On Tuesday we headed up the highway in the opposite direction from Selma to the town of Tuskegee. Our first destination was the National Historic site of the Tuskegee Airman Museum. It is located at the airfield where the Tuskegee airmen trained and the museum is set up in the two “original” hangars (one burned down in the 80’s and was rebuilt).
Most of the original buildings are on the grounds so you can walk around and read the descriptions. Inside the hangars are detailed exhibit (and a video) about the history behind the creation of the first African American Air Corp., and the support crews, their training, their combat stories and biographies of what they accomplished after the war. There are multiple video displays to watch with first person accounts of their experiences.
The exhibits not only highlight the incredible accomplishments of these pilots and the influence they had on the integration of the military, but also the struggles discrimination, and racism they faced from inside and outside the military. The displays highlighted how their efforts to challenge the separate and not equal conditions they endured contributed to the Civil Rights movement. Because of their accomplishments and experiences as successful pilots within a hostile military environment they felt less intimidated by the racism they encountered on the streets and became leaders in many of the Civil Rights activities. The displays included many biographies about these men and women and their post war accomplishments as African American pioneers and successful leaders in their industries – engineering, nursing, aviation and politics. There was so much information and it was all so intriguing that we were shocked when we looked at our watch and saw over 2.5 hours had passed.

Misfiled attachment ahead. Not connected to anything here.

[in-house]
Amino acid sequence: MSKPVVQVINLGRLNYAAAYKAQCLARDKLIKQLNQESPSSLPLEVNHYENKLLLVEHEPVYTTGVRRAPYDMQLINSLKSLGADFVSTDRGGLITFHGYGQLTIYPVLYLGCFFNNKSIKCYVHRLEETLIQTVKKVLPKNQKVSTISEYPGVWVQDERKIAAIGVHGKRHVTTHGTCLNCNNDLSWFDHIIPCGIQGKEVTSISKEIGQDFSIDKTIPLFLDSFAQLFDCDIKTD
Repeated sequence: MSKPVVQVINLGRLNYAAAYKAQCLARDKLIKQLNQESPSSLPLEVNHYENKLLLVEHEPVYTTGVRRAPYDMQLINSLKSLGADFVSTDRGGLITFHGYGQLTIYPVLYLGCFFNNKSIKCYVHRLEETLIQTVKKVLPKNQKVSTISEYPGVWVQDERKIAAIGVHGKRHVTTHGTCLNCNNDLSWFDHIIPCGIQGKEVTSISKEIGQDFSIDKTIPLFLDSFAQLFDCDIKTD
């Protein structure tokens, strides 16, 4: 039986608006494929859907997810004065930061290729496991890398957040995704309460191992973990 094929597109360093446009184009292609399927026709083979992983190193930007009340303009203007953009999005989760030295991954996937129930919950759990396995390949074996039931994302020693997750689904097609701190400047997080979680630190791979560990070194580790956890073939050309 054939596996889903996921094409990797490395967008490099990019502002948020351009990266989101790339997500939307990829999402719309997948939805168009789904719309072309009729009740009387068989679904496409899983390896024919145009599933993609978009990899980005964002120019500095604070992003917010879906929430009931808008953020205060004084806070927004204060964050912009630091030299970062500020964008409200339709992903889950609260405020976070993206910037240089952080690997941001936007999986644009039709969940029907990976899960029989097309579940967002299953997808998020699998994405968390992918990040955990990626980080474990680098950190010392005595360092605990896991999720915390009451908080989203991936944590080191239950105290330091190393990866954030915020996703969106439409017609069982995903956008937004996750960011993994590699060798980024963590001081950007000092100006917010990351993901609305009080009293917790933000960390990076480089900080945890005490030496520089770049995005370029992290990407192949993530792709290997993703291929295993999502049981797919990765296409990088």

Next we drove over to the Tuskegee University campus which is also a National Historic site, to visit the George Washington Carver Museum.
The home of the first president of the University, Booker T. Washington, is a part of the National Historic Site, but it is no longer open for tours. Not sure if it is being renovated.
The museum exhibits provide a detailed history of the life and accomplishments of George Washington Carver and through the displays you learn a bit about the role that the University played in not only providing higher education for African Americans but also helping to improve the lives of the people in the surrounding community. Carver created a moving school, a wagon built by the University students, and took his education out to the neighborhoods to educate farmers on better farming techniques and how to use the resources available to them. (Carver was an expert at creating useful items out of natural resources and discarded material.) On campus he also held yearly, week long conferences, to educate and train farmers on better farming techniques like rotating crops and how to use their crop yields for creating other foods stuff and materials like peanut oil as medicine and sweet potatoes for color dye.
As a dietitian I was particularly interested in his work with food and crops. One of the exhibits explained how Carver’s introduction and use of peanut, soybean and sweet potato crops have influenced current work at the University. The University has received three consecutive 5-year grants to provide research and resources for creating sustainable food options for NASA space exploration. Fascinating!!
After the museum we walked back toward our car through the campus which is beautiful. It is a private university of 3100 students, 90% are African American, and is known for its engineering and agricultural programs.